The Federal Rules of Civil Procedure were completely rewritten, effective Dec. 1, 2007. The rules have been amended from time-to-time since they were adopted in 1938, but never have all the rules been amended at once. Making the language of the rules consistent after years of piecemeal change is one reason for the recent amendments. Other reasons are to make the rules easier to understand by re-organizing them, updating arcane language, and rewriting them in plain English. The amendments are meant as a restyle project and, with only minor exceptions, are not intended to change the substantive meaning of any of the rules. The Civil Rules restyle project is the third such project, following the restyling of the Rules of Appellate Procedure (effective 1998) and the Rules of Criminal Procedure (effective 2002).
Practicing attorneys rely on familiarity with the rules to effectively represent their clients. It is unsettling to be confronted by such a sweeping change. But don’t despair: there are ways to stay up to snuff with the new rules.
History and Background of the Amendments
To introduce practitioners to the changes, Thomson West published a five-minute video, available at www.west.thomson.com/librarian. In the video, Steven Baicker-McKee and William Janssen, authors of West’s Federal Civil Rules Handbook, discuss the significance of the changes.
The Federal Judiciary devotes a section of its U.S. Courts web site to Federal Rulemaking, including extensive information on the new civil rules. The Federal Rulemaking page is available at www.uscourts.gov/rules/. While this page includes many helpful, authoritative documents, it is very difficult to use. For an understanding of the history and intent of the rules changes, I recommend the Feb. 25, 2005 memo to the public from the Judicial Conference Advisory Committee on Federal Rules of Civil Procedure and the Introduction to Proposed Style Revision of the Federal Rules of Civil Procedure of the same date. These documents are found in one, large PDF file called “Feb. 2005 Proposed Style Rules Amendments (PDF)” in the “Archives (more)” section of the Federal Rulemaking page, or directly at www.uscourts.gov/rules/Prelim_draft_proposed_pt1.pdf.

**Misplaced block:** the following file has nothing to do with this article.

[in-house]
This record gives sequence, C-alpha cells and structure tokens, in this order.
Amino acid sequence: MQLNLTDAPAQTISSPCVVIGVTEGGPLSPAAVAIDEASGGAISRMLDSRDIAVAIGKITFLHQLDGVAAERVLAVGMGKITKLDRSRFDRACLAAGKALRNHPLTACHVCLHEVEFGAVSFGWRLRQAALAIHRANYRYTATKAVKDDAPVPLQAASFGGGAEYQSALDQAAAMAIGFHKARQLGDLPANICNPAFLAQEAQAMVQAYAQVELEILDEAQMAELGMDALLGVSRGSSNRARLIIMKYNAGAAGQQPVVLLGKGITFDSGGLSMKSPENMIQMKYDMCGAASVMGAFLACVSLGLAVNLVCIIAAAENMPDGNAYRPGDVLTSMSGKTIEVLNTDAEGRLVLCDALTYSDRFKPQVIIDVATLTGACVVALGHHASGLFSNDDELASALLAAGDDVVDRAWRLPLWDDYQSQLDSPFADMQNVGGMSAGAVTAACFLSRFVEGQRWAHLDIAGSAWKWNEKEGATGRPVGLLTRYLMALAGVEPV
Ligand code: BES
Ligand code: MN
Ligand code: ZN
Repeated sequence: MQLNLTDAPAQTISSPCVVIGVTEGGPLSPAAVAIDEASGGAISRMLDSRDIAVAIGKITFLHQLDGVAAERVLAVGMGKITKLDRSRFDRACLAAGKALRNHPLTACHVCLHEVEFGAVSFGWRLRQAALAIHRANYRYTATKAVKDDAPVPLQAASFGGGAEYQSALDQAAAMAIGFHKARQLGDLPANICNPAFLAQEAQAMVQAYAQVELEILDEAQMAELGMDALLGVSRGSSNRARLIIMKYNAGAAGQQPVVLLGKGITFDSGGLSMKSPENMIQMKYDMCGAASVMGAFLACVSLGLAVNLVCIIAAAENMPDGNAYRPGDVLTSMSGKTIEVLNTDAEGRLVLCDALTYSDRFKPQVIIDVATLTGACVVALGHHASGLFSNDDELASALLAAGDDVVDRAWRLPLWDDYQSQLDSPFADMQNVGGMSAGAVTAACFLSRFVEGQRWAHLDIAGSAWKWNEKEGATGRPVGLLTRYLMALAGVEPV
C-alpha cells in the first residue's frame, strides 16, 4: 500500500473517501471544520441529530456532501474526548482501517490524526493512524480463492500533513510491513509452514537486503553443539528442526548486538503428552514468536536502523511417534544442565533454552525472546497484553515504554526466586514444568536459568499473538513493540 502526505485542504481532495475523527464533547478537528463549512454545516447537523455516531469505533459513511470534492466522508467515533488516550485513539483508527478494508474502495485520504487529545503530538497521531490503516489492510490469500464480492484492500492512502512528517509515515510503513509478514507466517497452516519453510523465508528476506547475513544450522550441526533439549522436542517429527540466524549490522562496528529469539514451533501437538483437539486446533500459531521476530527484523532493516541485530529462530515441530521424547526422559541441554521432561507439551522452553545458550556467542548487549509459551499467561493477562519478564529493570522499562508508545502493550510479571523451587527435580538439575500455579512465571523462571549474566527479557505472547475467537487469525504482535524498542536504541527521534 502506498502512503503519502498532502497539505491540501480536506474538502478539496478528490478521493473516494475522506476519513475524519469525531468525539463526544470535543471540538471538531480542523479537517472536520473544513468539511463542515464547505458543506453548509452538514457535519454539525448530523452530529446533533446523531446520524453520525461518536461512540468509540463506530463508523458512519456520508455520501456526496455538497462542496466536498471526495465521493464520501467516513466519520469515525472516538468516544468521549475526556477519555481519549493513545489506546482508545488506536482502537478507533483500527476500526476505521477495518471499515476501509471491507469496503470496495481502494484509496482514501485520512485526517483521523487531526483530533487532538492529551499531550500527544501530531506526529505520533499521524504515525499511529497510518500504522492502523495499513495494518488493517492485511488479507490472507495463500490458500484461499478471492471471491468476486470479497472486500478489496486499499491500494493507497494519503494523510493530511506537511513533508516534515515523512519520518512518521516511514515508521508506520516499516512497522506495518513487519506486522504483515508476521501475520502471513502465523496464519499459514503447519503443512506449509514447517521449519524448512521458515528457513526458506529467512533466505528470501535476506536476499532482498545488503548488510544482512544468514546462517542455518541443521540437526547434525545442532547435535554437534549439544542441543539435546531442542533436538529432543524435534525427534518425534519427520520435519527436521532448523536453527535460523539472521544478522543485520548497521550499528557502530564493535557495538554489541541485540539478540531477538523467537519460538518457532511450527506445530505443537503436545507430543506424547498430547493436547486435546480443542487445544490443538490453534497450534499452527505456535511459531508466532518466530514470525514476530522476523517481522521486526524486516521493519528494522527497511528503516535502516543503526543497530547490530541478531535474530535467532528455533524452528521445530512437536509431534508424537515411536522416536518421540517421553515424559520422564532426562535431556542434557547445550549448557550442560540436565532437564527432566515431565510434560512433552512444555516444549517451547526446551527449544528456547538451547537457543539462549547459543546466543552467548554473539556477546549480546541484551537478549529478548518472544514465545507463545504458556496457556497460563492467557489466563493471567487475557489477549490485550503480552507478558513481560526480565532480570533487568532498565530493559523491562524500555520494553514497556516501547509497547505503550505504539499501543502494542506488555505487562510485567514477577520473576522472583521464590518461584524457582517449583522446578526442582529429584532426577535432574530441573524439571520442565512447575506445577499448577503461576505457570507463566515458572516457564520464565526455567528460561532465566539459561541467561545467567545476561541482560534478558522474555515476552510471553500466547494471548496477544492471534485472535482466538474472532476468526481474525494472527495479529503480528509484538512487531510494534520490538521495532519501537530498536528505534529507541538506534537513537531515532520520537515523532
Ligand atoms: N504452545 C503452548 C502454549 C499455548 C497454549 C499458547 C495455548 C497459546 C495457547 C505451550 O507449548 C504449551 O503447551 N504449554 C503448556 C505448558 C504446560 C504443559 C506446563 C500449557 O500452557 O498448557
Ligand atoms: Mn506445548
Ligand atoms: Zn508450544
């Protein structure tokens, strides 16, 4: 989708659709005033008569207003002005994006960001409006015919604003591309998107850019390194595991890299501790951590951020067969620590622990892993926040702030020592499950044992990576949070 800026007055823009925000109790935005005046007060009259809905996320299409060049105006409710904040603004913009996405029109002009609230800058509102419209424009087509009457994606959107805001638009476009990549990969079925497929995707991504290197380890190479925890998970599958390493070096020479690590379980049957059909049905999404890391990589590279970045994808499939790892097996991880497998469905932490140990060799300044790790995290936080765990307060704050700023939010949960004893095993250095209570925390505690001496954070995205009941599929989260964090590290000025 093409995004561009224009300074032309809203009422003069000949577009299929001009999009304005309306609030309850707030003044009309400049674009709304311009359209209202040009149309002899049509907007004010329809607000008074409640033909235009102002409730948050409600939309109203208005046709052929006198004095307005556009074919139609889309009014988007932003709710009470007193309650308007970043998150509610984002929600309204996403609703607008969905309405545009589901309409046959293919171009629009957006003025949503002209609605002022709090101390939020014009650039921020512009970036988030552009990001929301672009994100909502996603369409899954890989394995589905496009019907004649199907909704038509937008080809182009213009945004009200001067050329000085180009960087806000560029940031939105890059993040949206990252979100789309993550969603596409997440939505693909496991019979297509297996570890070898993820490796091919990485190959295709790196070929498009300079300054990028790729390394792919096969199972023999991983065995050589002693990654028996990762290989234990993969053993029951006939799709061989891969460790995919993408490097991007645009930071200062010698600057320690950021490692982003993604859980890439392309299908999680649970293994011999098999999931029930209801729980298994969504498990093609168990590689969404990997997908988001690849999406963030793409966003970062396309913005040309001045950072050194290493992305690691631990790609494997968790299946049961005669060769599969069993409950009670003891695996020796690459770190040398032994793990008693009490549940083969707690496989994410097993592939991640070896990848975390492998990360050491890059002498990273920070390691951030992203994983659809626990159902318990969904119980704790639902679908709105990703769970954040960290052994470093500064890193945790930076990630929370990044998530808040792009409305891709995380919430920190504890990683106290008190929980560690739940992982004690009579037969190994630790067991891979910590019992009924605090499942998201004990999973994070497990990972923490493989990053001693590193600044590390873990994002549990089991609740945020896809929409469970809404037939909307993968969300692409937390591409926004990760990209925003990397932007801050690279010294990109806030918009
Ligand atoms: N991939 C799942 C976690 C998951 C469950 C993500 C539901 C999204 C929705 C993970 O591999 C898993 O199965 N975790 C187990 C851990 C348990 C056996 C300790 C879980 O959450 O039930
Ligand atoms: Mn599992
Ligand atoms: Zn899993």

The New Rules – Side-by-Side with the Old
In the “Archives (Rules Effective Dec. 1, 2007)” section of the web site, the Committee published “Excerpt of the Report of the Advisory Committee on Civil Rules (Style Rules).” This 255-page PDF document sets out the old rules 1-86 next to the new rules and includes the committee notes below each rule. To avoid searching the site, you can access this document directly at www.uscourts.gov/rules/supct1106/Excerpt_CV_Style.pdf. This same document has been published by LexisNexis as a soft-bound, pamphlet supplement to Moore’s Federal Practice. The pamphlet is entitled “Revision of the Federal Rules of Civil Procedure.” If your firm does not have Moore’s Federal Practice but you do subscribe to Lexis.com, you can find the document there for a fee under the “Emerging Issues” section of the Litigation Practice & Procedure materials.
Case Law Interpretation of the New Rules
Changes in the language of the rules create an opportunity for novel arguments about the rules. We can expect to see development of case law interpreting the new rules. You can stay abreast of new decisions in several ways. If your firm subscribes to the Federal Rules Decisions reporter, you can browse the monthly advance sheets – especially helpful is the digest at the front of each issue – to see new decisions involving the Rules of Civil Procedure. If you prefer the online environment, you can use the WestClip (Alert Center) feature at Westlaw.com or the Alerts system at Lexis.com to receive notices of new decisions about the rules. At Lexis, set up an alert in one of these databases: All Federal Court Cases Combined, Federal Cases specific to your jurisdiction, or Federal Courts, Evidence & Civil Procedure Cases. Use WestClips with All Federal Cases, Federal Cases specific to your jurisdiction, or the Federal Rules Decisions databases. Talk to your firm librarian or your Westlaw or Lexis representative to find out more. Rely on your librarian or the research support attorneys at Westlaw and Lexis to help craft an effective search to start your alerts.
Melanie Oberlin joined The Ohio State University Moritz College of Law as a reference librarian in 2007. Prior to becoming a librarian, Oberlin was an environmental litigation attorney in Austin, Texas. Her responsibilities include assisting in development of the U.S. law collection, providing reference services to faculty, staff, students, and the public, and teaching first-year and advanced legal research courses at Moritz.